Sid: It’s funny you said programmatic becoming search, because I see the other way – search becoming programmatic, in some sense! Because, if you look at search evolution, first was the bid and the keyword matchtype and then it became device. Then you got time of dating, day of week – sounds very much like display at this point. So I think search will converge towards display and display will converge more towards search. I think what search will get is a lot of more dimensions that an advertiser can look at and get more control on their campaigns, and display will get a lot more transparency and convergence type metrics and more cleaner inventory that search campaigns tend to have more of.

So I think they are going to converge in that sense. Now, the other things I noticed is that like you are going to see more and more, I would say, the…let me phrase it differently. If you want to be a DIY programmatic display team, then your team will be pretty large. I think, as was mentioned, I think the overhead cost will reduce because you’re going to find more…better tools and better systems that actually can manage this fragmented ecosystem, which, of course, will consolidate over the next coming years. I don’t see that happening in the next six months to one year, but I do expect that next year will be the further shift in that trend. The final thing I will mention is I think right now, depending who you are, programmatics are about 30% to 35% of all display, I think that will probably go up to 50% in the next year.

Cameron: I think the way I see, like the way we are looking at the programmatic piece is with, like our programmatic and our search teams, it’s making us see a bigger picture. We are seeing now like, I think what we are seeing is like our social teams, our content teams and then really what we are trying to do is we are identifying audiences, is forcing our search teams to be more audience-focused, is helping our SEO team, then go also, “Okay, this is the content that we’re doing to reach these audiences.” Our social teams, “This is what we do when we post; this is how we are going to go out and you know, spend our Paid…like social money,” and then on pretty much everything that we do, it then becomes, everything is pixel, with the whole display and retargeting.

It’s like that whole experience now becomes one and the big umbrella that covers this whole piece is our search team, so like the very first impression all the way down to, you know, when they finally move in and want our facilities, it’s…I mean, really our search team can hit them at any point.I think our fairly two really big pieces are search and there is email, that can hit these, you know, our customers at any point throughout that whole, that buying experience.

So that’s..I think for us that’s one thing that we’re really focusing on, is how do we leverage, you know, the great capabilities that display programmatic is giving all the other channels that we’re serving in our company and like other places that we’re trying to buy customers, to really bring them along, not just when they actually hit the website, but after they call our call centre, we can push that data back into what’s going on with our display, and like our…in our search campaigns and then also to really help them move in, because with our business, it’s a local business, we don’t make the money to actually go into the store and sign a lease, right? So there is this big part between when they make a reservation online or you know, with our call centre to when they actually transact with us, that is a big opportunity.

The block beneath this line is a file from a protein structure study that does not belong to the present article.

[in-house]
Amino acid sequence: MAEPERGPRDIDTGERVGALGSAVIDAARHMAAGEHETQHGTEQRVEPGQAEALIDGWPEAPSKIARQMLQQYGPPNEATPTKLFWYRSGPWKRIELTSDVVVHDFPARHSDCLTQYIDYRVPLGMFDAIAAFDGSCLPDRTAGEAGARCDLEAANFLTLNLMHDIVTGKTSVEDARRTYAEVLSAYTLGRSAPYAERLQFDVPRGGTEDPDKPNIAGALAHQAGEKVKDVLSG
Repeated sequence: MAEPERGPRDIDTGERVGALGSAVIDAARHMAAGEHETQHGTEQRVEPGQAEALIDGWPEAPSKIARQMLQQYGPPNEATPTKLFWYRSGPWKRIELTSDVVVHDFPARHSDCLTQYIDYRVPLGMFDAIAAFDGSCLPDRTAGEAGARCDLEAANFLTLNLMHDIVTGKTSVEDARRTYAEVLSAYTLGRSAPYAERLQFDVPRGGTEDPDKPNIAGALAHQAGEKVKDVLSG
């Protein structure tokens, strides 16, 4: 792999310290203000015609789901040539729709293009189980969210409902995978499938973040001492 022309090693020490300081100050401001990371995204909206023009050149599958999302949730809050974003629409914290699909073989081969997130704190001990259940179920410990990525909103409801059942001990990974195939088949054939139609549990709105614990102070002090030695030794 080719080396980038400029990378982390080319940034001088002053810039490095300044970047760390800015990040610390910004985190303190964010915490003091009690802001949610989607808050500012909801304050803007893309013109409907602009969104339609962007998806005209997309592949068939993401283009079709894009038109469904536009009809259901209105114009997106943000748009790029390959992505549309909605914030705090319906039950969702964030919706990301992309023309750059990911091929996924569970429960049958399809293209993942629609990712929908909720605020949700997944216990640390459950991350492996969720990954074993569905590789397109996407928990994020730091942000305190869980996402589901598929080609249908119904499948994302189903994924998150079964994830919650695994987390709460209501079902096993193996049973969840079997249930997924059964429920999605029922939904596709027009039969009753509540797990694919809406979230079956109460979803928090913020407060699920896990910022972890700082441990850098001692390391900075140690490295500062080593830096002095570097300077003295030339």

George: Yeah, it’s a good point. I mean, we’ve been talking about programmatic in display sense, but you know, we’ve seen somebody like turn, announce that you can buy TV from their platform right now. I think with the FBX, kind of the intersection between social and then programmatic displays coming together and I think…so how do we follow about that? I think Cameron’s point, you know, we see programmatic as a way forward of, not just buying…you know, search is becoming a programmatic , but not just buying display; also buying potentially social programmatically and then TV and so on, how do you guys see that in the next couple of years play out?

Frost: Yeah, I mean, definitely display has been first, but most of mobile inventory or last of the mobile inventory is programmatically traded over RTB, video. Video has been a little different. I think the mobile and display sort of bought together; video has spawned a group of video only platforms on that side. Probably over time, those will go together also, and then yeah, social is a different animal. You have SBX which is very programmatic, but then they all have their API, you know, the ads API and all that, so we see those more and more, even though it’s not real-time bidding, getting integrated with programmatic platforms.

Sid: I think what you are seeing is the unsiloing of marketing. We now no longer are going to be search marketers and display marketers; we are going to be marketers – integrated marketers. It’s been a pipedream for decades; now it’s going to happen! So what I am trying to say is like if you can buy, let us say, the TV is still not online, right, so you can’t really buy and sell TV inventory. It’s going to happen though – display is already there, so social is there, search is there. As the so-called offline stuff comes online, you have to think about not just your performance metrics for how the overall campaign will do, how will you create, you know, interest and then how will you create interest in the actual purchasing action, so you’ve to think of it in the holistic sense.